Daily Archives: September 4, 2017

Repairing a Cracked Shank and a Chipped Stem on a Dr. Plumb Bulldog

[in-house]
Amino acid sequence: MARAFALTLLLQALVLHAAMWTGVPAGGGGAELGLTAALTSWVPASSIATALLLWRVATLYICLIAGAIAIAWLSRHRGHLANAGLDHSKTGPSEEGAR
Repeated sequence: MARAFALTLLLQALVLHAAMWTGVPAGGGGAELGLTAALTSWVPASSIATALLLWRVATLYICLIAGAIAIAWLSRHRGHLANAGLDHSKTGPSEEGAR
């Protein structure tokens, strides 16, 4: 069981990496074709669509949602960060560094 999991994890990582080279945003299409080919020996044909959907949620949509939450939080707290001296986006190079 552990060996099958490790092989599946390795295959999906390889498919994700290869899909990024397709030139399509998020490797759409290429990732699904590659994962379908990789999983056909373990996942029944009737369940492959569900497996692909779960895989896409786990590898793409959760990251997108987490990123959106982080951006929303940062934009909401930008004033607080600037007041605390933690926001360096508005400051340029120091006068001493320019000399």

Blog by Steve Laug